Photo by Amanda Goldstein

“Our House” contemplates the evil of television

4 mins read
Photo by Amanda Goldstein
Photo by Amanda Goldstein

How far is one willing to go for their five minutes of fame?

This question is answered in the dark comedy “Our House,” presented by Queens College’s Drama, Theatre, and Dance Department.

The show, written by Theresa Rhebeck, was held in the small performance room in Rathaus Hall, which gave the piece an intimate feeling.

Before the show, audience members viewed multiple television sets onstage, broadcasting news segments from the past, which were later utilized in the show. An interesting addition to the show was the usage of video equipment to project real-time segments of characters onto the onstage TVs.

The biggest challenge was operating the televisions simultaneously, director Susan Einhorn said.

The TVs were an innovative addition in the production. While they were not included in the original off-Broadway production, they added an interesting component to the show without upstaging the actors.

“Our House” presents two central conflicts. The first encompasses a face-off between the head honcho of a television network, Wes, played by Ryan Sett, and the leader of the network’s news department, Stu, played by Aaron Orlo, in Los Angeles. The other surrounds the unemployed graduate student Merv, played by James Terrell, and his roommate Alice, played by Amanda Akran, in their house in St. Louis.

The scenes switch between storylines rapidly, but the themes are similar in both of them – television is a vapid, soul-sucking corporation. Both Merv and Wes are somewhat sociopathic in that they have skewed perceptions of the world. Wes obsesses over increasing the viewers for his network and will do anything to gain more numbers and Merv does something incredibly shocking at the end of the first act in order to be in the spotlight.

In the second storyline, Merv is a couch potato who watches a lot of television, doesn’t pay his rent on time, eats his roommates’ food and argues with Alice, who wishes for a TV-free life, about everything. Their roommates Grigsby, played by Brittany Berke, and Vince, played by Shunichi Kamiyama, remain neutral in the arguments.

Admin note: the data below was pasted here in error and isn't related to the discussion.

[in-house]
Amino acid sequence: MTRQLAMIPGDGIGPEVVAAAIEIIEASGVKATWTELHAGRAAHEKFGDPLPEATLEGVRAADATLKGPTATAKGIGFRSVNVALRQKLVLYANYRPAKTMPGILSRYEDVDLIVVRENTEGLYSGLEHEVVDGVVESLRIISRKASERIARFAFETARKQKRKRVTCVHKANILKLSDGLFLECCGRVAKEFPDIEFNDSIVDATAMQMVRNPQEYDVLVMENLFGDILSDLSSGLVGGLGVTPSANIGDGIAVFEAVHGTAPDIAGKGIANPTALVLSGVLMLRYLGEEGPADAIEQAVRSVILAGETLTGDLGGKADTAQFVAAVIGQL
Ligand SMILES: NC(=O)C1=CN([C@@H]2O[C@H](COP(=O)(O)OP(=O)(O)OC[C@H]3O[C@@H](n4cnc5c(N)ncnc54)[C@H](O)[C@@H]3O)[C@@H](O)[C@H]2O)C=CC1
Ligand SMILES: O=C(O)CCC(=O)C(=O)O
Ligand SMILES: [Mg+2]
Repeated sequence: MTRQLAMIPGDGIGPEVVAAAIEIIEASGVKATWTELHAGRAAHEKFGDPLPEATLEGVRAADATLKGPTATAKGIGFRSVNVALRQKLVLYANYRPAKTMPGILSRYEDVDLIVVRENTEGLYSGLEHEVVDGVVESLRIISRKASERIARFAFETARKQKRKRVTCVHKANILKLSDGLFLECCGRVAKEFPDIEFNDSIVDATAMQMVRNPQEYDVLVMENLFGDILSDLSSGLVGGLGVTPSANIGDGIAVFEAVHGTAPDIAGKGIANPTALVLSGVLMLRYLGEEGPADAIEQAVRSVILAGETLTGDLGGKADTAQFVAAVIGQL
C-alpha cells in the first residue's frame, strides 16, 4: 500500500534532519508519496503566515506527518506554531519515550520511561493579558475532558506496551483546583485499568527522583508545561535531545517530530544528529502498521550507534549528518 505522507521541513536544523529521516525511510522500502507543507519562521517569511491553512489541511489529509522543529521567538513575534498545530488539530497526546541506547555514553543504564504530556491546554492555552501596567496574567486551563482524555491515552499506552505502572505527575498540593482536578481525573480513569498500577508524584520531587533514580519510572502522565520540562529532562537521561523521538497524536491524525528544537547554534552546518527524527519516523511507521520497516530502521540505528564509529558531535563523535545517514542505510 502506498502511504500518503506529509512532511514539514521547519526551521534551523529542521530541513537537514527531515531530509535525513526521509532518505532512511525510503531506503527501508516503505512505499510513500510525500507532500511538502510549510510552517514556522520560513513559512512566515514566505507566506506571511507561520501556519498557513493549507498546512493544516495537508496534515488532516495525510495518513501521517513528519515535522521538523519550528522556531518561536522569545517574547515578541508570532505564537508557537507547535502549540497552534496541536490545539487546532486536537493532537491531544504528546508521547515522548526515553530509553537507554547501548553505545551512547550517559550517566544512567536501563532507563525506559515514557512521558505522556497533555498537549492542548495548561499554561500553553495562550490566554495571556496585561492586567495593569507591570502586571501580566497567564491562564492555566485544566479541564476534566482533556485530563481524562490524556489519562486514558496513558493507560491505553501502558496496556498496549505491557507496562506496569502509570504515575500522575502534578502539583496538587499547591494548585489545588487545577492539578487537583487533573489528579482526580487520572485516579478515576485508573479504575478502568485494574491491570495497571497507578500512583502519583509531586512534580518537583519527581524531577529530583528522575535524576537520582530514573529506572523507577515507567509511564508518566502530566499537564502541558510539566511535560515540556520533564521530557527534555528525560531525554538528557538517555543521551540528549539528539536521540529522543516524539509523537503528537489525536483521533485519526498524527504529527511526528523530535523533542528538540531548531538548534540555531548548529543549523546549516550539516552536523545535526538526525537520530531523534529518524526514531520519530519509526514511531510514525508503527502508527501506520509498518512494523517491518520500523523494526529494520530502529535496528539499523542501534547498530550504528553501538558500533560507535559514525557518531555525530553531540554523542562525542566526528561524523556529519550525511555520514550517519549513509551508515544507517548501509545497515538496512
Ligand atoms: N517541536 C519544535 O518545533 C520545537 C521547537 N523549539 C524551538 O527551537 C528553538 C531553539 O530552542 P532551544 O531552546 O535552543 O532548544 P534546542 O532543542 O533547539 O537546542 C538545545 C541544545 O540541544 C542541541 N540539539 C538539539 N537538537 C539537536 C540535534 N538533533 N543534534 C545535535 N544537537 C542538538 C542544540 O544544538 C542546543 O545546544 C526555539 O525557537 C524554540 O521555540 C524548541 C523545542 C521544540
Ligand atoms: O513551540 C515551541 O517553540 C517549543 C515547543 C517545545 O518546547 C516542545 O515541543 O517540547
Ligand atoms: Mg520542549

In the second act, both narratives are brought together seamlessly when an incident in Merv’s house requires the bubbly news reporter Jennifer Ramirez, played by Rina Dutta, to report live from St. Louis.

The scenes following illustrate how ridiculous and savage the media has become. Jennifer and Wes decide to hold an interview with Merv even at the cost of saving a life.
“That’s the equation. Violence equals TV time,” Mery said to Jennifer in the interview.

He adds that the human race is moving to its end due to the contemporary infatuation of entertainment.

“Our House” brings an important issue to light: separating from a media-obsessed culture before it leads to humanity’s demise.

“Abandon your screens, look each other in the eyes, and search for something real, before it’s too late,” Einhorn said in a note in the show’s program.

The performance captured the attention of the audience filled with students.

“I thought it was great. The acting was on point and it was not overdone at all. I was interested the entire time and wasn’t bored,” Alyssa Shapiro, sophomore, said.

“Our House” continues this weekend on Nov. 6 and 7 at 7 p.m., Nov. 8 at 8 p.m., and Nov. 9 at 3 p.m.

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